Little red wine that could

Take notes on Italy’s lesser-known red wine, Barbera.

Ask most Italian red wine geeks about their favorites, and chances are they’ll say at least one of the following: Barolo, Barbaresco and Brunello. Or as a brother-in-law lovingly calls them, “the Killer B’s.”

Pity that most of these folks don’t mention Barbera. Here’s a wine with zesty acidity, softer tannins (what typically makes your mouth pucker in big reds) and gobs of mouth-watering fruit. In other words, everything I love in red wines.

Plus, Barbera is way easier on your wallet than those other big B’s.
Like Barolo and Barbaresco, Barbera also comes from Italy’s Piedmont region in the northwest. Unlike Barolo and Barbaresco, made with Nebbiolo grapes, Barbera is made from Barbera grapes, the third most planted grape in the country. Footloose Italian winemakers have brought Barbera to other countries, including Brazil, Argentina and America, particularly, to California. (Barbera is even included as an ingredient in Martini Gran Lusso vermouth, lovely on the rocks with a twist of lemon as a before-dinner cocktail.)

Yet for many years, Barbera has been overlooked. Or maybe under-promoted. “For many years [Barbera] was looked at as a simple, daily drink that you enjoy while waiting for your Barolos and Barbarescos to mature,” says Bern’s Fine Wines & Spirits General Manager Kevin Pelley, a fellow Barbera lover. “But in the last decade, producers have begun to see Barbera as something more noble.”

To this end, winemakers are tinkering with more modern methods, including aging Barberas in oak barrels to give them more depth and complexity.

You can score a fantastic bottle of Barbera for around $15, though posher versions can run several times as much.

Al Beck, director of education at Premier Beverage Company, recently invited me to join him in tasting a handful of Barberas his company distributes.

We started with a bottle of 2011 Barbera D’Alba by Bruno Giacosa, a rock star among Barolo and Barbaresco fans. Clearly the guy wasn’t phoning it in with his Barberas either. Bursting with dark cherry and zingy acidity, this one seems to straddle the traditional and modern styles. A lovely wine and worth every penny of a $30 splurge.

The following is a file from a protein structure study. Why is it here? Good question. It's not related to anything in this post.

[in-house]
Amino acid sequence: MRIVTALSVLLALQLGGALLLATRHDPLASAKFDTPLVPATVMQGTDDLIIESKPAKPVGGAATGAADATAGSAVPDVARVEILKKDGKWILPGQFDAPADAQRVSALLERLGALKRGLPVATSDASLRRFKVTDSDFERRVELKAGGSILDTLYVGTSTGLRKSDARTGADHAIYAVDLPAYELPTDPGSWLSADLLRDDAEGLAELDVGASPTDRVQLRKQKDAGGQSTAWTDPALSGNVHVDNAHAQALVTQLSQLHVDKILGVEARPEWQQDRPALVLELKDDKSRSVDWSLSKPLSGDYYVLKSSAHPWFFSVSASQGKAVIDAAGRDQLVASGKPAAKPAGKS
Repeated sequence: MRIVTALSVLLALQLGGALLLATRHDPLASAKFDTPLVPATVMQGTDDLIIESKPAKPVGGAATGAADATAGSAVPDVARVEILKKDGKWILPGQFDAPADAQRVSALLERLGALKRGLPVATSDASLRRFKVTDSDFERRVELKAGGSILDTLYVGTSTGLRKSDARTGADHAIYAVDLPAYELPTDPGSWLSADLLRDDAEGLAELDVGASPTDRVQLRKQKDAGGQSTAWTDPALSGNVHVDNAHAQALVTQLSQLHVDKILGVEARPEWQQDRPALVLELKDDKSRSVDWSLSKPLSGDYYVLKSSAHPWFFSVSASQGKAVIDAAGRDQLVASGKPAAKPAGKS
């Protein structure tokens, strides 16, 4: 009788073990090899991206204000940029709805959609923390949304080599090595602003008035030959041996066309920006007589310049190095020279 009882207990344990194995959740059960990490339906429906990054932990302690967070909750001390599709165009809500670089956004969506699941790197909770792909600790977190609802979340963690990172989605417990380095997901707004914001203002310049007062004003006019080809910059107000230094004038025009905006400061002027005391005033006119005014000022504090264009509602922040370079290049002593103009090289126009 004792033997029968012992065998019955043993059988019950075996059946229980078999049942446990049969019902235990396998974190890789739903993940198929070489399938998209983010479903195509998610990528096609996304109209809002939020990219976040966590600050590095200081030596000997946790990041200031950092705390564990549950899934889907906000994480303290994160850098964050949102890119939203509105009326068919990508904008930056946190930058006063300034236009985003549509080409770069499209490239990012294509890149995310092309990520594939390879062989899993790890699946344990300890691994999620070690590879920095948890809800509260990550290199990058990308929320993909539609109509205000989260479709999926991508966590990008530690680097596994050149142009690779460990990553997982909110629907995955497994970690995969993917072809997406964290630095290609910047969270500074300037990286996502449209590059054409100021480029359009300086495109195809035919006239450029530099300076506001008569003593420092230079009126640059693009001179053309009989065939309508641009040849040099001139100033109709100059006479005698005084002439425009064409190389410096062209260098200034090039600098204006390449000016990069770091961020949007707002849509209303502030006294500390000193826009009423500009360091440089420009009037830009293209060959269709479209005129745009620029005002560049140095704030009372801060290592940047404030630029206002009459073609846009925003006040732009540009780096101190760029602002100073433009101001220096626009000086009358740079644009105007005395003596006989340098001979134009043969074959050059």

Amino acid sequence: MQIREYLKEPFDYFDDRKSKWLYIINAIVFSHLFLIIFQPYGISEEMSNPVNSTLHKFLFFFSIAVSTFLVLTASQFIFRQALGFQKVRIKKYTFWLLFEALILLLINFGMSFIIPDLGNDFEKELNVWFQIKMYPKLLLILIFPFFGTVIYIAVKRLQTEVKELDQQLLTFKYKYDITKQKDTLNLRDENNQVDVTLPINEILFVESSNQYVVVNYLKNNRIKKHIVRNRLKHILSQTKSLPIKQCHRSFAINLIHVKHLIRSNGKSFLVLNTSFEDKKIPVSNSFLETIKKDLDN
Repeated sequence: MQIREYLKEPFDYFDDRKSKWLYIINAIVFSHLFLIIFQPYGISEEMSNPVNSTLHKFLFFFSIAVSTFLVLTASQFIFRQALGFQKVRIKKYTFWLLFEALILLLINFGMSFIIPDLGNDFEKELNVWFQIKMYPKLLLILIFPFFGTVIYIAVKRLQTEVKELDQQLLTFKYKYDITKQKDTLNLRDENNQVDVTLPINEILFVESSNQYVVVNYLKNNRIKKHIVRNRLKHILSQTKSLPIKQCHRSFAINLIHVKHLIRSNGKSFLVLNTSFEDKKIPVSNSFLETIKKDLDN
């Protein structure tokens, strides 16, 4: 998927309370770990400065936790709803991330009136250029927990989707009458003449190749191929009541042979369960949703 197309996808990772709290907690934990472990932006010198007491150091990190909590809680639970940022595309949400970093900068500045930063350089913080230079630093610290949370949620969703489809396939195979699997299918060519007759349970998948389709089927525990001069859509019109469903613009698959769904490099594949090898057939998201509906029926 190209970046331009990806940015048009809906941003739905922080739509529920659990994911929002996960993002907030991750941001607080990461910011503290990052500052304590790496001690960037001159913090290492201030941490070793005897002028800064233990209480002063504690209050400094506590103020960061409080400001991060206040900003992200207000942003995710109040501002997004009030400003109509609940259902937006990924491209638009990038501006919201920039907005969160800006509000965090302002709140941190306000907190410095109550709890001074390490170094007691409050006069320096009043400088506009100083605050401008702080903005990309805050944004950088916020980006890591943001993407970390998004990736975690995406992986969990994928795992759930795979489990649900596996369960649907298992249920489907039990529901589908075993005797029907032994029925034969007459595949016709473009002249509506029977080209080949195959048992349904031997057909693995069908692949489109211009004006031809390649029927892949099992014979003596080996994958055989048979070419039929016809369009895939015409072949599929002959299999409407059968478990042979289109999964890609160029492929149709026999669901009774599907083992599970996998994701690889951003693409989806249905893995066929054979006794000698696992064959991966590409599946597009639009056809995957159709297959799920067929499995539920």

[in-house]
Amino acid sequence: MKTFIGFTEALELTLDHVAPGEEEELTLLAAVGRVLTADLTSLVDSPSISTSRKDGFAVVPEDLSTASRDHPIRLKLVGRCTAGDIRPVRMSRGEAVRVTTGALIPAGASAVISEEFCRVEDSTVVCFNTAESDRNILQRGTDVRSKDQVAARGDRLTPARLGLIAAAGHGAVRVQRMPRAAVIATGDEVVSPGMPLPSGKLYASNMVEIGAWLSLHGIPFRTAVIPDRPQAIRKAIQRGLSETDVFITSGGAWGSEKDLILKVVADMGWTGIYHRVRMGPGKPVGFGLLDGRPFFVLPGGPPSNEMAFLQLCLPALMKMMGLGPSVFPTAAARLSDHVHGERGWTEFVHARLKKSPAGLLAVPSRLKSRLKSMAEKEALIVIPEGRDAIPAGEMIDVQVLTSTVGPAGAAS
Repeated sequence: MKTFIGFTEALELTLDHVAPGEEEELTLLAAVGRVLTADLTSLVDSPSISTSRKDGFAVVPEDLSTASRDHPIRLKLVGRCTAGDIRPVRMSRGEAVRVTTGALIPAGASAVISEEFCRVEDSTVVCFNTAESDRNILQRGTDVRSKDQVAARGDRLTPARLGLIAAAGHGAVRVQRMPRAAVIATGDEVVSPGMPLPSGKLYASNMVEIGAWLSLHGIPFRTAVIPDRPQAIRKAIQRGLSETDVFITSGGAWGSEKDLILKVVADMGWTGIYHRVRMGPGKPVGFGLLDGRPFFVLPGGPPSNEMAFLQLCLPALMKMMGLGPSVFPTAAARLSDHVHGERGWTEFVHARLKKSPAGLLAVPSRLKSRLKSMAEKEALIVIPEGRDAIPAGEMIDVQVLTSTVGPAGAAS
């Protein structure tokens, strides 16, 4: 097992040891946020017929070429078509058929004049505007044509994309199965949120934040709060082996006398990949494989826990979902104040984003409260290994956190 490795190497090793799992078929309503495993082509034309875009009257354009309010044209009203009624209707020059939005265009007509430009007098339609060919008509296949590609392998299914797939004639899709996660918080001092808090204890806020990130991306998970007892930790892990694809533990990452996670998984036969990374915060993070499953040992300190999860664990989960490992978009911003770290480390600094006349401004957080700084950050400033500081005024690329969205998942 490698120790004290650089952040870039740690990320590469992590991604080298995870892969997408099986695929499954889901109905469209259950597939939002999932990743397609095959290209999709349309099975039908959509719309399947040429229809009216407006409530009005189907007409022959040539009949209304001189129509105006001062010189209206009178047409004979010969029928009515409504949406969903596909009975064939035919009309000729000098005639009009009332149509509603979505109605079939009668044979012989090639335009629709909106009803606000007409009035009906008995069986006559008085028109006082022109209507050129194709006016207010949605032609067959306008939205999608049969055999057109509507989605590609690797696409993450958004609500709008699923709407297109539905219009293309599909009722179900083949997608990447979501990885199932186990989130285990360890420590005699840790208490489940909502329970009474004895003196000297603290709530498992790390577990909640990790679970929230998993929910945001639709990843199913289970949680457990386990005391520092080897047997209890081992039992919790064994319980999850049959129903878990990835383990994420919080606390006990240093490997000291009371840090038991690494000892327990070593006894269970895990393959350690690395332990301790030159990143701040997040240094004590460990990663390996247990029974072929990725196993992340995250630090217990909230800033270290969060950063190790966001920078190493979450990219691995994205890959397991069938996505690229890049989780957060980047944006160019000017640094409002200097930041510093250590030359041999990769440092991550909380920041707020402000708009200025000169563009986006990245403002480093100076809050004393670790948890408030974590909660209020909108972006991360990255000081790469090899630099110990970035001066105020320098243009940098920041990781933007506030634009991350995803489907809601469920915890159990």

Next up was a 2009 Coppo Canelli Camp du Rouss Barbera D’Asti ($23). Like its neighbor from Alba, this one is a rush of dark cherry and buzzy acid, with a hint of smoke.

We head next to California’s Alexander Valley, where Eduardo Seghesio came from Piedmont in the late 1800s to start what would become a powerhouse wine brand. Known mostly for their Zinfandels, Seghesio also produces Barbera. The 2011 Barbera ($40), like their zins, is a fruit grenade, gushing cherry and currant, with a hint of vanilla. This one’s a little big for my taste — and wallet.

Beck steers us way south, to Argentina’s 2010 Bodega Herrero Altos de San Isidro Reserve Barbera ($20). Made from grapes grown on some of the highest vineyards on the planet, where day and nighttime temperatures would give less hardy grapes whiplash, here turn Barbera into “a whole different animal,” Beck says. Cherry and zingy acid takes a back seat to a lush and velvety pluminess, with (I swear) a hint of bacon.

I have to admit I prefer the way the Italians do Barberas. Some other Barberas from the Boot I’ve recently tried — and liked — include a 2010 Domenico Clerico Trevigne Barbera D’Alba ($26). This one’s a great example of the classic lively cherry taste I love. Intense and lush.

I also loved the 2010 Beni di Batasiolo Barbera D’Alba ($20). A faint chocolate vibe really complements its bright cherry.

A great example of everyday Barbera is 2012 Fontanafredda Briccotondo Barbera. Gulpably delicious. And criminally cheap at less than $15 a bottle. It’s our semi-official house wine.

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